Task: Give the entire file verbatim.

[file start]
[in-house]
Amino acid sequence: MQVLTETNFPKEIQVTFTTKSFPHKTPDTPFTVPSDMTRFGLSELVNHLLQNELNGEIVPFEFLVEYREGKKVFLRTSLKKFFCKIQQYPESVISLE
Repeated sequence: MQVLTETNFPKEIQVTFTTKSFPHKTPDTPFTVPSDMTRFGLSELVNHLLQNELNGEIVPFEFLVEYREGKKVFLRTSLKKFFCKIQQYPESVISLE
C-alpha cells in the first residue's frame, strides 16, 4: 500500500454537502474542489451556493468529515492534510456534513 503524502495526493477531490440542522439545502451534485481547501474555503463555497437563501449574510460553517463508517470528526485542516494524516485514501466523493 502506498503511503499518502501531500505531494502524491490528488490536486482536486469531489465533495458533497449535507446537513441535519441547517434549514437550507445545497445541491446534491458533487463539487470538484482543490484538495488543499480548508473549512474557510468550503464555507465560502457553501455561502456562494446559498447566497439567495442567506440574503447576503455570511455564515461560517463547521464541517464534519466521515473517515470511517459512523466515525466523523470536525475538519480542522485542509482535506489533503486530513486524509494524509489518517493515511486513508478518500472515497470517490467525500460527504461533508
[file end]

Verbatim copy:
[in-house]
Amino acid sequence: MQVLTETNFPKEIQVTFTTKSFPHKTPDTPFTVPSDMTRFGLSELVNHLLQNELNGEIVPFEFLVEYREGKKVFLRTSLKKFFCKIQQYPESVISLE
Repeated sequence: MQVLTETNFPKEIQVTFTTKSFPHKTPDTPFTVPSDMTRFGLSELVNHLLQNELNGEIVPFEFLVEYREGKKVFLRTSLKKFFCKIQQYPESVISLE
C-alpha cells in the first residue's frame, strides 16, 4: 500500500454537502474542489451556493468529515492534510456534513 503524502495526493477531490440542522439545502451534485481547501474555503463555497437563501449574510460553517463508517470528526485542516494524516485514501466523493 502506498503511503499518502501531500505531494502524491490528488490536486482536486469531489465533495458533497449535507446537513441535519441547517434549514437550507445545497445541491446534491458533487463539487470538484482543490484538495488543499480548508473549512474557510468550503464555507465560502457553501455561502456562494446559498447566497439567495442567506440574503447576503455570511455564515461560517463547521464541517464534519466521515473517515470511517459512523466515525466523523470536525475538519480542522485542509482535506489533503486530513486524509494524509489518517493515511486513508478518500472515497470517490467525500460527504461533508